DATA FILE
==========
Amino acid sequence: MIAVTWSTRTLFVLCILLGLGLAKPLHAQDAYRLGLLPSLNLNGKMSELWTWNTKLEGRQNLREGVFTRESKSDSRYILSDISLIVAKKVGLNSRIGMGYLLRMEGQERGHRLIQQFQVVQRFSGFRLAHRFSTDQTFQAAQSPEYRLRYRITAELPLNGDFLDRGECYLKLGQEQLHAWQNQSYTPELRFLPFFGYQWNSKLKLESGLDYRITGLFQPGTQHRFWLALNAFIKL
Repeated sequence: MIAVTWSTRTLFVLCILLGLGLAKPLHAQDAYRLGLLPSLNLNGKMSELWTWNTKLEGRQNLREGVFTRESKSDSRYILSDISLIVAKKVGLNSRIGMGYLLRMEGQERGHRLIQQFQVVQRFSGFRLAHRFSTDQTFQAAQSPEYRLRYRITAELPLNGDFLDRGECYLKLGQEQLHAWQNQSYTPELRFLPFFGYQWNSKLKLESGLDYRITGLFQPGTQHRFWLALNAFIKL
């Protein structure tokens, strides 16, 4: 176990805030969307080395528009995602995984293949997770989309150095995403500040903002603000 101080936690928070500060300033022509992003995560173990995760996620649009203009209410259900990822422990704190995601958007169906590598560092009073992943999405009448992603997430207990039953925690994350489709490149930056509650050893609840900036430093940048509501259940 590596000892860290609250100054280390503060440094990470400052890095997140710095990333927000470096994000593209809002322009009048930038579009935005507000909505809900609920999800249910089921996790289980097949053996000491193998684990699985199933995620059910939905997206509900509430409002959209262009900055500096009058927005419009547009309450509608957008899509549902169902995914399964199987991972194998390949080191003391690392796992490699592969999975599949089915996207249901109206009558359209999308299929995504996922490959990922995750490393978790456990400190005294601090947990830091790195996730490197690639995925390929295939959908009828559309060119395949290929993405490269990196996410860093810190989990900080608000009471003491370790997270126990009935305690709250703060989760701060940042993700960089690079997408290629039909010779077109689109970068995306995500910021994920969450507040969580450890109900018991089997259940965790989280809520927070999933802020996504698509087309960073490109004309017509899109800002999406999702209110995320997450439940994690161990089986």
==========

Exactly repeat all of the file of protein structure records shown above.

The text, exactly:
Amino acid sequence: MIAVTWSTRTLFVLCILLGLGLAKPLHAQDAYRLGLLPSLNLNGKMSELWTWNTKLEGRQNLREGVFTRESKSDSRYILSDISLIVAKKVGLNSRIGMGYLLRMEGQERGHRLIQQFQVVQRFSGFRLAHRFSTDQTFQAAQSPEYRLRYRITAELPLNGDFLDRGECYLKLGQEQLHAWQNQSYTPELRFLPFFGYQWNSKLKLESGLDYRITGLFQPGTQHRFWLALNAFIKL
Repeated sequence: MIAVTWSTRTLFVLCILLGLGLAKPLHAQDAYRLGLLPSLNLNGKMSELWTWNTKLEGRQNLREGVFTRESKSDSRYILSDISLIVAKKVGLNSRIGMGYLLRMEGQERGHRLIQQFQVVQRFSGFRLAHRFSTDQTFQAAQSPEYRLRYRITAELPLNGDFLDRGECYLKLGQEQLHAWQNQSYTPELRFLPFFGYQWNSKLKLESGLDYRITGLFQPGTQHRFWLALNAFIKL
């Protein structure tokens, strides 16, 4: 176990805030969307080395528009995602995984293949997770989309150095995403500040903002603000 101080936690928070500060300033022509992003995560173990995760996620649009203009209410259900990822422990704190995601958007169906590598560092009073992943999405009448992603997430207990039953925690994350489709490149930056509650050893609840900036430093940048509501259940 590596000892860290609250100054280390503060440094990470400052890095997140710095990333927000470096994000593209809002322009009048930038579009935005507000909505809900609920999800249910089921996790289980097949053996000491193998684990699985199933995620059910939905997206509900509430409002959209262009900055500096009058927005419009547009309450509608957008899509549902169902995914399964199987991972194998390949080191003391690392796992490699592969999975599949089915996207249901109206009558359209999308299929995504996922490959990922995750490393978790456990400190005294601090947990830091790195996730490197690639995925390929295939959908009828559309060119395949290929993405490269990196996410860093810190989990900080608000009471003491370790997270126990009935305690709250703060989760701060940042993700960089690079997408290629039909010779077109689109970068995306995500910021994920969450507040969580450890109900018991089997259940965790989280809520927070999933802020996504698509087309960073490109004309017509899109800002999406999702209110995320997450439940994690161990089986």